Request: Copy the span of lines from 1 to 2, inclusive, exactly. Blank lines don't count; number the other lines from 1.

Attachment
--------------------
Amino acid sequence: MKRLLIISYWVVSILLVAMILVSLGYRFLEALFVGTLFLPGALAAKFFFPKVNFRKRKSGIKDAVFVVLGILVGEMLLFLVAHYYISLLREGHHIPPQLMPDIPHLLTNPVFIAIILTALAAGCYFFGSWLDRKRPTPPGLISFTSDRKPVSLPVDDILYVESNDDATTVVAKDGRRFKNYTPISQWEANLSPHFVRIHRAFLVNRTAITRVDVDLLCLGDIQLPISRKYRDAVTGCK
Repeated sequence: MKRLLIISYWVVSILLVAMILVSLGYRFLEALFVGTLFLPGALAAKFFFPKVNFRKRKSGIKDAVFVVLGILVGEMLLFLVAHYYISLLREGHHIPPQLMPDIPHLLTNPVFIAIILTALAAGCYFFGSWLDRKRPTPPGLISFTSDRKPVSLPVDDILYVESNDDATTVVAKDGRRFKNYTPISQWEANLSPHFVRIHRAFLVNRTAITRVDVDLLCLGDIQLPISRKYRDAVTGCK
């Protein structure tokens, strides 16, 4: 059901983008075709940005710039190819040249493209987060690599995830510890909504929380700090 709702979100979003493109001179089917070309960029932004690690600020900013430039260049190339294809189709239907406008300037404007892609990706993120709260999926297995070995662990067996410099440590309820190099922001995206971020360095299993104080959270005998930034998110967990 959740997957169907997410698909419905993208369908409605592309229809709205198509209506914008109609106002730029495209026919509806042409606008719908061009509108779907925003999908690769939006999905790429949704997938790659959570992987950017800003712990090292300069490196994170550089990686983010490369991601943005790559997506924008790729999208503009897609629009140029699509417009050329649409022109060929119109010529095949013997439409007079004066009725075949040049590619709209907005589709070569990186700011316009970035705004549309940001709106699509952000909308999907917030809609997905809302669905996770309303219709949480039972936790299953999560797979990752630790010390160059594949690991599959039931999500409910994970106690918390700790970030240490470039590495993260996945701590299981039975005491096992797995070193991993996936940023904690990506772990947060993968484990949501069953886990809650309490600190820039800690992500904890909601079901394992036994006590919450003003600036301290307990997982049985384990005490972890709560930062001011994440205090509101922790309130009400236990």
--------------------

Amino acid sequence: MKRLLIISYWVVSILLVAMILVSLGYRFLEALFVGTLFLPGALAAKFFFPKVNFRKRKSGIKDAVFVVLGILVGEMLLFLVAHYYISLLREGHHIPPQLMPDIPHLLTNPVFIAIILTALAAGCYFFGSWLDRKRPTPPGLISFTSDRKPVSLPVDDILYVESNDDATTVVAKDGRRFKNYTPISQWEANLSPHFVRIHRAFLVNRTAITRVDVDLLCLGDIQLPISRKYRDAVTGCK
Repeated sequence: MKRLLIISYWVVSILLVAMILVSLGYRFLEALFVGTLFLPGALAAKFFFPKVNFRKRKSGIKDAVFVVLGILVGEMLLFLVAHYYISLLREGHHIPPQLMPDIPHLLTNPVFIAIILTALAAGCYFFGSWLDRKRPTPPGLISFTSDRKPVSLPVDDILYVESNDDATTVVAKDGRRFKNYTPISQWEANLSPHFVRIHRAFLVNRTAITRVDVDLLCLGDIQLPISRKYRDAVTGCK